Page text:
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I-Team: Low Lake Granbury Levels Raise Concerns About Nearby Nuclear Plant

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GRANBURY (CBS 11 NEWS) – No one ever thought it could happen there – A nuclear plant disaster in Japan with potentially deadly and lasting implications.

But could it happen here?  That’s what some people living near the Comanche Peak Nuclear Power Plant are asking.  They’re worried drought and increased water use could put them at risk.

From a distance, Lake Granbury looks like the perfect, peaceful place to spend some time.  But look closer and you’ll see there’s real trouble.

Joe Williams lives on Lake Granbury where low water levels are more than just an inconvenience.

“What I’m concerned about is in case of emergency that we would have everything available,” Williams told us.

But people living near the lake aren’t the only ones concerned.  Wayne McKethan, Granbury’s City Manager, has raised concerns about safety to the Nuclear Regulatory Agency (NRC).

“Right now we’re down almost 6 feet.” Wayne McKethan said.  “It’s an initial intake source for the nuclear plant.  That’s pretty important.”

Granbury’s neighbor is Comanche Peak Nuclear Power Plant.  Joe Williams took us out on Squaw Creek Reservoir, which surrounds the plant and provides its primary cooling capacity.  The disaster at Fukushima, Japan renewed concerns for both residents and environmentalists.

“With the increasing sales of water downstream and the lowering levels of Lake Granbury, the ability of that lake to serve as a backup is now being diminished,” Tom Smith, Director of Public Citizen, explained.  “The question is how are you going to keep the lake cool in case of an emergency.”

We took that concern to the Brazos River Authority (BRA), the agency charged with regulating water levels.

“Lake Granbury really doesn’t affect the safety of that power plant because the water in Lake Granbury does the plant no good,” Brad Brunett, BRA Water Services Planning Manager, noted.  “Luminant has to pump that water from Lake Grandbury to its reservoir at Squaw Creek to be of any use to the power plant.”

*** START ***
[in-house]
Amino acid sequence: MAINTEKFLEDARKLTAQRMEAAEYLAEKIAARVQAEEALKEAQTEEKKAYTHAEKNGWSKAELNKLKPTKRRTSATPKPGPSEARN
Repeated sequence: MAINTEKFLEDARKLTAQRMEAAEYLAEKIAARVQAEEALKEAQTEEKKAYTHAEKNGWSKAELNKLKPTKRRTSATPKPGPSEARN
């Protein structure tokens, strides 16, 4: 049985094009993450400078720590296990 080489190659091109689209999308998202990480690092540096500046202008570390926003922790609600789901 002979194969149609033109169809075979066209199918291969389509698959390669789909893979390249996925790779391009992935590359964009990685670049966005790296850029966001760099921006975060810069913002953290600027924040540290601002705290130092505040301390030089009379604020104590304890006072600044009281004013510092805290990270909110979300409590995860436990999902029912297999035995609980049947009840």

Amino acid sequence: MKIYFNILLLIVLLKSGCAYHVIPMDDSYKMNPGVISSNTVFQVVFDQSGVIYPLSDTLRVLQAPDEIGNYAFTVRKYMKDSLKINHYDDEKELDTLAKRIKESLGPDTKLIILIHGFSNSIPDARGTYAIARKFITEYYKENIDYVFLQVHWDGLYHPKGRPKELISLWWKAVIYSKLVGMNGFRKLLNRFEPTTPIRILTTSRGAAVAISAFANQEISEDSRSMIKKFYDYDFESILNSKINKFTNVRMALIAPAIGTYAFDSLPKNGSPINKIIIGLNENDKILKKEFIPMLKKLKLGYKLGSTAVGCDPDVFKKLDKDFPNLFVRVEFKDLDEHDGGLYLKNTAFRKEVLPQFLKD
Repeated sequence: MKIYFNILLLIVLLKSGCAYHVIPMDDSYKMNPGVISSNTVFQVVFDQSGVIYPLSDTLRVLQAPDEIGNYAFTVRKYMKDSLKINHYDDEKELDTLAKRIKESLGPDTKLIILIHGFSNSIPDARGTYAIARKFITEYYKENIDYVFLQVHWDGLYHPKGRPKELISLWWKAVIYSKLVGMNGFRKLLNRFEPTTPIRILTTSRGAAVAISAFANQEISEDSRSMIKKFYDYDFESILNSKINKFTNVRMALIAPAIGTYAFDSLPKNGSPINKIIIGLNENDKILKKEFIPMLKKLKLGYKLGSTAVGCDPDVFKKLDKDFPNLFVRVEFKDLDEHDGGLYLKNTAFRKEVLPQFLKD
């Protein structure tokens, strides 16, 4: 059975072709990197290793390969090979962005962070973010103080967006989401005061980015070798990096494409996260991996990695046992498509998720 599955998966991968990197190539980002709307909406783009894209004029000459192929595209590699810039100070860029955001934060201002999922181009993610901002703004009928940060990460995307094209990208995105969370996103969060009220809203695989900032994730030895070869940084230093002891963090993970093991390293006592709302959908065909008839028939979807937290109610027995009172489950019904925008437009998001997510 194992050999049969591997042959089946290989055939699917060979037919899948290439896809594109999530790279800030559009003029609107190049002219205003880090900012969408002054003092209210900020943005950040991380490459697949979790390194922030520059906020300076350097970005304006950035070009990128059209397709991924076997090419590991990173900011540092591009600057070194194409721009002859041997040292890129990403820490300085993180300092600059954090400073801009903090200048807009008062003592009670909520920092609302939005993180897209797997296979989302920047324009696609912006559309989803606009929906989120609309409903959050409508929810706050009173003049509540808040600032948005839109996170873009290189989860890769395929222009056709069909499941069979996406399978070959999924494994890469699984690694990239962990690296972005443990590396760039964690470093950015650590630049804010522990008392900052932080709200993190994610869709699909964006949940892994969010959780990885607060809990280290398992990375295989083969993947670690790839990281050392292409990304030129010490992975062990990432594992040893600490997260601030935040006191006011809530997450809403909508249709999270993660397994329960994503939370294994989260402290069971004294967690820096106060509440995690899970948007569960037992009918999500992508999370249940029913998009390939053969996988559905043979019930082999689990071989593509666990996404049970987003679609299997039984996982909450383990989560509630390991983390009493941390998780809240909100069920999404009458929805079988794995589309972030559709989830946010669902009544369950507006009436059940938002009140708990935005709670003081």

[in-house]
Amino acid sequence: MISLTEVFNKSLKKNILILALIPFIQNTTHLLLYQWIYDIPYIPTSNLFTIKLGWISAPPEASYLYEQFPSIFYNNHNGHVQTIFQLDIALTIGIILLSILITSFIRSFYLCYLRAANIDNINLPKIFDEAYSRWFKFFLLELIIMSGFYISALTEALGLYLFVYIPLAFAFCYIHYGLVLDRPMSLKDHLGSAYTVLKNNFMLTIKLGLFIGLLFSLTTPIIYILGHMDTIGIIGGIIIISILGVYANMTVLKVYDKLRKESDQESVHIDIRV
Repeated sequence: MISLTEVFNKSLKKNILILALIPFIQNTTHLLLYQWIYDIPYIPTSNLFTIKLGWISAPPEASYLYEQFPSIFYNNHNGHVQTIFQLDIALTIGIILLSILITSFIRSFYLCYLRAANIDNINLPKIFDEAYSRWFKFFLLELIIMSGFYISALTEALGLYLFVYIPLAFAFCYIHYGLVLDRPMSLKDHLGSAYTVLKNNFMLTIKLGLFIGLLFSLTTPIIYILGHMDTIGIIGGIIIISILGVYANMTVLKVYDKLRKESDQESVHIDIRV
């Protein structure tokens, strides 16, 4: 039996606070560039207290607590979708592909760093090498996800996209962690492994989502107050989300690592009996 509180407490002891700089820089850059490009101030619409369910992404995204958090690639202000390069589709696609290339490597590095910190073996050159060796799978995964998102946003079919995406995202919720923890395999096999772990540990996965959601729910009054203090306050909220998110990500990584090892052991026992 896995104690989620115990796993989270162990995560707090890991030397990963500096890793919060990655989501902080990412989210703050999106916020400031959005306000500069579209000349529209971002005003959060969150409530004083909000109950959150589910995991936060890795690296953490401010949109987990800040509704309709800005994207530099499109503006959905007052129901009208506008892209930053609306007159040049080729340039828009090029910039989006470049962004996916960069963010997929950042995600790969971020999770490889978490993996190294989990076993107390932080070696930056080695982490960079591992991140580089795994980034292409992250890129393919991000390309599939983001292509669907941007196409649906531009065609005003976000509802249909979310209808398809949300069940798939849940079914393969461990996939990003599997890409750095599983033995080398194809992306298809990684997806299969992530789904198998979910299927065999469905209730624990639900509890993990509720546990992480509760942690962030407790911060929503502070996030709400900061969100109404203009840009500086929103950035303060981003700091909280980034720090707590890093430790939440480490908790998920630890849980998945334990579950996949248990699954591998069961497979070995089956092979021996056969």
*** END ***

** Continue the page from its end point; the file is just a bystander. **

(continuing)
But according to the bra’s own website, Lake Granbury does play an important role in providing cooling water for the nuclear power plant.

Luminant is the company that owns and operates Comanche Peak.  Annually, they pump out more than 15 billion gallons of water from Lake Granbury.  But they argue they’re not the reason for the low lake levels and there isn’t a safety issue.

“The safety issue at hand, as you can see to our right, we have a safe shut down pondment,” Rafael Flores, Luminant’s Chief Nuclear Officer, said.  “That water is used from a safety standpoint and it really has nothing to do with Granbury.”

But environmentalists and those living near the plant aren’t buying that argument.

“The enormous quantities of water we needed to cool Fukushima are a question we have to ask ourselves here.  If the worst case happens will we have enough water in Squaw Creek or Lake Granbury to actually cool down the waters and keep them under control,” Smith added.

The City of Granbury is taking its concerns to the Nuclear Regulatory Commission in Washington D.D.  So far, the local NRC office says they do not believe there are any safety concerns at Comanche Peak.

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